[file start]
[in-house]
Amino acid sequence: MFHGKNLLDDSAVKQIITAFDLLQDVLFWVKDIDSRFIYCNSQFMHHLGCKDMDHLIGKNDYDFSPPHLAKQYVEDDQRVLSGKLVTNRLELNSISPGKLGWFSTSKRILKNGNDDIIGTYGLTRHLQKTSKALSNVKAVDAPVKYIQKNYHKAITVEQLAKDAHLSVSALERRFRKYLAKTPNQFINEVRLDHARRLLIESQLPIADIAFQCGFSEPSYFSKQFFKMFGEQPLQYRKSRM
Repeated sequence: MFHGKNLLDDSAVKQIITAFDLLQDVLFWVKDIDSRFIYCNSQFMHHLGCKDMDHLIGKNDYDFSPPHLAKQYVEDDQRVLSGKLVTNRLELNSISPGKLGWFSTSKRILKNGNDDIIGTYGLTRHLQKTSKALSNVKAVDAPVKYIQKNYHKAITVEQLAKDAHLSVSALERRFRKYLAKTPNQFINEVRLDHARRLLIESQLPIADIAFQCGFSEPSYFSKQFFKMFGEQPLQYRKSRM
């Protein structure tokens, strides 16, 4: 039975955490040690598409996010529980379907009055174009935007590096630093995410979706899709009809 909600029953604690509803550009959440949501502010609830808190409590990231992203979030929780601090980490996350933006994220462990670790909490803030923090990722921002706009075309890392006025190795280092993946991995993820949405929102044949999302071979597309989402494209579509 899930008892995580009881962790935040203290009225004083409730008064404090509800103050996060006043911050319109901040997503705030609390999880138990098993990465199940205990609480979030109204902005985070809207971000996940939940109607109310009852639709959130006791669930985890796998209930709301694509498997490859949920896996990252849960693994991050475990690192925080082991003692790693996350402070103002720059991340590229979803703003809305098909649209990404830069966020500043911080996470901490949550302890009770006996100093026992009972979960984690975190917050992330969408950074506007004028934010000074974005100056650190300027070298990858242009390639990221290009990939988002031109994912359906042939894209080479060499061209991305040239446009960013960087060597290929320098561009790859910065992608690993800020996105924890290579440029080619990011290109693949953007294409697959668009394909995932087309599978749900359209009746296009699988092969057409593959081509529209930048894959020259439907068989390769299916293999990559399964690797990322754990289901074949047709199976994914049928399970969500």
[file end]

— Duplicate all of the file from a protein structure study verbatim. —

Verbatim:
[in-house]
Amino acid sequence: MFHGKNLLDDSAVKQIITAFDLLQDVLFWVKDIDSRFIYCNSQFMHHLGCKDMDHLIGKNDYDFSPPHLAKQYVEDDQRVLSGKLVTNRLELNSISPGKLGWFSTSKRILKNGNDDIIGTYGLTRHLQKTSKALSNVKAVDAPVKYIQKNYHKAITVEQLAKDAHLSVSALERRFRKYLAKTPNQFINEVRLDHARRLLIESQLPIADIAFQCGFSEPSYFSKQFFKMFGEQPLQYRKSRM
Repeated sequence: MFHGKNLLDDSAVKQIITAFDLLQDVLFWVKDIDSRFIYCNSQFMHHLGCKDMDHLIGKNDYDFSPPHLAKQYVEDDQRVLSGKLVTNRLELNSISPGKLGWFSTSKRILKNGNDDIIGTYGLTRHLQKTSKALSNVKAVDAPVKYIQKNYHKAITVEQLAKDAHLSVSALERRFRKYLAKTPNQFINEVRLDHARRLLIESQLPIADIAFQCGFSEPSYFSKQFFKMFGEQPLQYRKSRM
């Protein structure tokens, strides 16, 4: 039975955490040690598409996010529980379907009055174009935007590096630093995410979706899709009809 909600029953604690509803550009959440949501502010609830808190409590990231992203979030929780601090980490996350933006994220462990670790909490803030923090990722921002706009075309890392006025190795280092993946991995993820949405929102044949999302071979597309989402494209579509 899930008892995580009881962790935040203290009225004083409730008064404090509800103050996060006043911050319109901040997503705030609390999880138990098993990465199940205990609480979030109204902005985070809207971000996940939940109607109310009852639709959130006791669930985890796998209930709301694509498997490859949920896996990252849960693994991050475990690192925080082991003692790693996350402070103002720059991340590229979803703003809305098909649209990404830069966020500043911080996470901490949550302890009770006996100093026992009972979960984690975190917050992330969408950074506007004028934010000074974005100056650190300027070298990858242009390639990221290009990939988002031109994912359906042939894209080479060499061209991305040239446009960013960087060597290929320098561009790859910065992608690993800020996105924890290579440029080619990011290109693949953007294409697959668009394909995932087309599978749900359209009746296009699988092969057409593959081509529209930048894959020259439907068989390769299916293999990559399964690797990322754990289901074949047709199976994914049928399970969500």